Creating better sample-based percussion loops for your tracks
Creating good percussion loops from scratch can be tricky so often producers rely on sample libraries for their loops.
Today I’ll be outlining a few tips and tricks that make the process of creating your own unique sample-based percussion loops from scratch much less intimidating. One of the key aspects that I think puts a lot of producers off from using a variety of different samples are worrying about fine-tuning the mix of each sample. This is where using a sub-mix or group becomes very effective, this is why I use Steinberg Groove Agent; however a similar approach can be applied in Ableton’s Drum Rack.
The idea is to create four groups for all the percussion samples, apply different effects, panning and EQ to each group and then route all the samples through any of the four groups. Not only does this make life a lot easier, it also saves your CPU because the chances are you will be applying EQ to each channel when you get to the mixing stage. You can also quickly drag-and-drop the samples to rearrange them, this works in both Ableton and Cubase.
Let’s look at the arrangement of the notes…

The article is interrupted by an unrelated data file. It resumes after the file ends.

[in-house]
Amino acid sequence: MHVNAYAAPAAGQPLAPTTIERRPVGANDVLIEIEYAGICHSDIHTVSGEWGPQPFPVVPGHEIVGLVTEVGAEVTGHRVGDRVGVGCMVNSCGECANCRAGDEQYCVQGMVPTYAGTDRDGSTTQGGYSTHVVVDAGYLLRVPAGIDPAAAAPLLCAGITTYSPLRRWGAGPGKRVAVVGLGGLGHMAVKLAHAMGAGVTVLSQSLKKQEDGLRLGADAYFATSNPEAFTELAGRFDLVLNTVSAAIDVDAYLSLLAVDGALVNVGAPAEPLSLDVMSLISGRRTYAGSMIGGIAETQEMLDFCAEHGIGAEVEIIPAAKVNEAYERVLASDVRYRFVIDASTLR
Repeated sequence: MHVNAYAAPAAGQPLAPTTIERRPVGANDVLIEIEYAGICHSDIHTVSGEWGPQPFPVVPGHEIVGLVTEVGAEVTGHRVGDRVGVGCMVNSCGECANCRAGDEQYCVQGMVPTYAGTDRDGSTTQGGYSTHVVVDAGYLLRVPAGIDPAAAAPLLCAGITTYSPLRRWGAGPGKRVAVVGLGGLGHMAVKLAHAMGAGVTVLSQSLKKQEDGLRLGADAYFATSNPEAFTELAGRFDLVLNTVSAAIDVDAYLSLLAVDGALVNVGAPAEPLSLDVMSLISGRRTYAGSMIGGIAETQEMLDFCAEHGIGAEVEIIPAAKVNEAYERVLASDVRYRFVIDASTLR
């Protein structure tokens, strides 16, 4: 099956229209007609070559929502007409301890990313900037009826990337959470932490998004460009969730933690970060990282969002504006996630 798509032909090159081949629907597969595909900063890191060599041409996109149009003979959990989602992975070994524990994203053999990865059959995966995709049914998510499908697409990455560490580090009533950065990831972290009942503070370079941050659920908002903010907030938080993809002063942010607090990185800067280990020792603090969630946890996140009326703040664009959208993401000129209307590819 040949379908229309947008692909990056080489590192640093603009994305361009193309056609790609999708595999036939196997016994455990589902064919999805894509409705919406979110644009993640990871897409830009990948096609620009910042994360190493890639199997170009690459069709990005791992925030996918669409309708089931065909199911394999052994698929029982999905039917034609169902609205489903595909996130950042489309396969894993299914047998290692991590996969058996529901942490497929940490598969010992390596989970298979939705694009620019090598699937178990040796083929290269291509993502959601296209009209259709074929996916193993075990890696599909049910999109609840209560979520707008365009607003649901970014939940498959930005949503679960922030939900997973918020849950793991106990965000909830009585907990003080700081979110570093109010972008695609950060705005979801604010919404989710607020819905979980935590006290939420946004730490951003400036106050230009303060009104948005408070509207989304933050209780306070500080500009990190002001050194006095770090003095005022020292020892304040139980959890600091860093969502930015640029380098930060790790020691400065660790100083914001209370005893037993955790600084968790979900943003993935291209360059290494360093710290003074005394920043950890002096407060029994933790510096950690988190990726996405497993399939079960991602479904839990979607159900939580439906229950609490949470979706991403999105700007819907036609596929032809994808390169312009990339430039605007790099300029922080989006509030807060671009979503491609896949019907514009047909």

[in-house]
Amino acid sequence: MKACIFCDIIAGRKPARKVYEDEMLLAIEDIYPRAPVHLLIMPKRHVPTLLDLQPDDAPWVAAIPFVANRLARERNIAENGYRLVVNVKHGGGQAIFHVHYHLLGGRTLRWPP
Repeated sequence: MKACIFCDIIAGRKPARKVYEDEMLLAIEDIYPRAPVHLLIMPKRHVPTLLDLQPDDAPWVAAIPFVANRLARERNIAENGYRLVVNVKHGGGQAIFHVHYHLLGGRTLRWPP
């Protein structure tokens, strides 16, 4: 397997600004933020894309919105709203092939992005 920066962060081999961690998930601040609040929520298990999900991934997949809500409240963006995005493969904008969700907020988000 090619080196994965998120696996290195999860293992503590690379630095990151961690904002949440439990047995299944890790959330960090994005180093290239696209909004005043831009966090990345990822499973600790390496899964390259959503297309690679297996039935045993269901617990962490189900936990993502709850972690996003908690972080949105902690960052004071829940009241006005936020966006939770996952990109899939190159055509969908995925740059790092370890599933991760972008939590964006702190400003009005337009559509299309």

Once I have the samples loaded up and sub-mixed, I generally solo my snare and hat channels and place random MIDI notes in the gaps between the main percussion elements in the track. I usually end up filling up all the gaps, and then using a large amount of them as “ghost notes”. For those, I adjust the attack so that they aren’t as audible but still have rhythmic value.
I like to render out a few variations of the loop, removing an element or two each time, this gives me plenty of different percussion loops that all fit together sensibly to create an overall groove. I generally add some filter and other effects to bring the loops in or out in the different sections of the track.
For a more detailed walkthrough of the process, check out the video here: